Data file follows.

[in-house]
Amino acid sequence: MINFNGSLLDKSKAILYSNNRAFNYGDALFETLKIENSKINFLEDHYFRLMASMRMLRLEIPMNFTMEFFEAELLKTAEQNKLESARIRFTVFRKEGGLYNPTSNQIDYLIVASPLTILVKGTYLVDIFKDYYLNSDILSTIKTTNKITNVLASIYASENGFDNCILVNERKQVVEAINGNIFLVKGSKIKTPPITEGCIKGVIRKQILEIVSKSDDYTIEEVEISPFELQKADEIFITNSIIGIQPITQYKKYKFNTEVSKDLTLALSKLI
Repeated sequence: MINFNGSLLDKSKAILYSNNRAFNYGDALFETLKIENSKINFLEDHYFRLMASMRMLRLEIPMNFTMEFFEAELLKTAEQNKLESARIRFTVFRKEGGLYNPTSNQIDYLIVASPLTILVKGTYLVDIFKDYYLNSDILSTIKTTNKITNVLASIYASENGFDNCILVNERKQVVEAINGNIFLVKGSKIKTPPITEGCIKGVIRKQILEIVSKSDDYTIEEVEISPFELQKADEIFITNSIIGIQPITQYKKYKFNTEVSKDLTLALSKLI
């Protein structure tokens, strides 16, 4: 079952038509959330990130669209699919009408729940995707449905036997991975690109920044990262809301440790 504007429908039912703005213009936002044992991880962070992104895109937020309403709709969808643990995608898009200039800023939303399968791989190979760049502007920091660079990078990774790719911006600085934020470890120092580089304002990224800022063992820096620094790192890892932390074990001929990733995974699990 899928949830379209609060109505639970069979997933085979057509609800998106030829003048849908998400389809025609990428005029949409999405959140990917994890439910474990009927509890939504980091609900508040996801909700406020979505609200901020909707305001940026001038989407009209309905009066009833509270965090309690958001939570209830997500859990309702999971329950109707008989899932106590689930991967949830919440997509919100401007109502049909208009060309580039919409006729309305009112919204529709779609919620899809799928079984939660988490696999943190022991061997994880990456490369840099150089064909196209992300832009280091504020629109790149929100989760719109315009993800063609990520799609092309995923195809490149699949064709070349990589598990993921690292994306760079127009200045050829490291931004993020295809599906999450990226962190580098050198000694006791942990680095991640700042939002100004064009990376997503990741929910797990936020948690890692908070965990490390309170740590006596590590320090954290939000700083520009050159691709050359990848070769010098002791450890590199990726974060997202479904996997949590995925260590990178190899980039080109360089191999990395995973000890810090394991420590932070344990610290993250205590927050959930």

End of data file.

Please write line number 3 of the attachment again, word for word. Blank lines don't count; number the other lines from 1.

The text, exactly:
Repeated sequence: MINFNGSLLDKSKAILYSNNRAFNYGDALFETLKIENSKINFLEDHYFRLMASMRMLRLEIPMNFTMEFFEAELLKTAEQNKLESARIRFTVFRKEGGLYNPTSNQIDYLIVASPLTILVKGTYLVDIFKDYYLNSDILSTIKTTNKITNVLASIYASENGFDNCILVNERKQVVEAINGNIFLVKGSKIKTPPITEGCIKGVIRKQILEIVSKSDDYTIEEVEISPFELQKADEIFITNSIIGIQPITQYKKYKFNTEVSKDLTLALSKLI